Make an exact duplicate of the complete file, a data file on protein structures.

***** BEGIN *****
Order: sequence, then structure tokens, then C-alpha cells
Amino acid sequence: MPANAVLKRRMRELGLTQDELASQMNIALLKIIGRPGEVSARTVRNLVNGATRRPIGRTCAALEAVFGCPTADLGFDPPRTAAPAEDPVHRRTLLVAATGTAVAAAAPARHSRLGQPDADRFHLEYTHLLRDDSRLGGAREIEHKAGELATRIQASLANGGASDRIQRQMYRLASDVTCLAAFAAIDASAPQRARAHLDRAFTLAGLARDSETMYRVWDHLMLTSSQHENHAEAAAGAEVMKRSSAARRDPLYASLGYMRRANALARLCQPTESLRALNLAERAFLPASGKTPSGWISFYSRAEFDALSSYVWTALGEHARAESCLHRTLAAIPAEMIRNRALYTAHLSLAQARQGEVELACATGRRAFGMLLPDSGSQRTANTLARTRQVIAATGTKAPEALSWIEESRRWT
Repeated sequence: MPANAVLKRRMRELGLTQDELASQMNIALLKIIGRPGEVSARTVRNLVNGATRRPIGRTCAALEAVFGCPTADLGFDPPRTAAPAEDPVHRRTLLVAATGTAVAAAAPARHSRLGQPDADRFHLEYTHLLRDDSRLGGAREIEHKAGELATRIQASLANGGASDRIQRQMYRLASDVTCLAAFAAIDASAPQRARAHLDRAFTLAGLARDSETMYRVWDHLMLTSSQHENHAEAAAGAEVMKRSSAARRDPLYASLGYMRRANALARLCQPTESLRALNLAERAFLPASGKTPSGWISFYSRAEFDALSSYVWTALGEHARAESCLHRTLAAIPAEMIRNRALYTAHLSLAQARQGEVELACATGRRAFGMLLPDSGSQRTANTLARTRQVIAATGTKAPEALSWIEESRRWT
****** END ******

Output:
Order: sequence, then structure tokens, then C-alpha cells
Amino acid sequence: MPANAVLKRRMRELGLTQDELASQMNIALLKIIGRPGEVSARTVRNLVNGATRRPIGRTCAALEAVFGCPTADLGFDPPRTAAPAEDPVHRRTLLVAATGTAVAAAAPARHSRLGQPDADRFHLEYTHLLRDDSRLGGAREIEHKAGELATRIQASLANGGASDRIQRQMYRLASDVTCLAAFAAIDASAPQRARAHLDRAFTLAGLARDSETMYRVWDHLMLTSSQHENHAEAAAGAEVMKRSSAARRDPLYASLGYMRRANALARLCQPTESLRALNLAERAFLPASGKTPSGWISFYSRAEFDALSSYVWTALGEHARAESCLHRTLAAIPAEMIRNRALYTAHLSLAQARQGEVELACATGRRAFGMLLPDSGSQRTANTLARTRQVIAATGTKAPEALSWIEESRRWT
Repeated sequence: MPANAVLKRRMRELGLTQDELASQMNIALLKIIGRPGEVSARTVRNLVNGATRRPIGRTCAALEAVFGCPTADLGFDPPRTAAPAEDPVHRRTLLVAATGTAVAAAAPARHSRLGQPDADRFHLEYTHLLRDDSRLGGAREIEHKAGELATRIQASLANGGASDRIQRQMYRLASDVTCLAAFAAIDASAPQRARAHLDRAFTLAGLARDSETMYRVWDHLMLTSSQHENHAEAAAGAEVMKRSSAARRDPLYASLGYMRRANALARLCQPTESLRALNLAERAFLPASGKTPSGWISFYSRAEFDALSSYVWTALGEHARAESCLHRTLAAIPAEMIRNRALYTAHLSLAQARQGEVELACATGRRAFGMLLPDSGSQRTANTLARTRQVIAATGTKAPEALSWIEESRRWT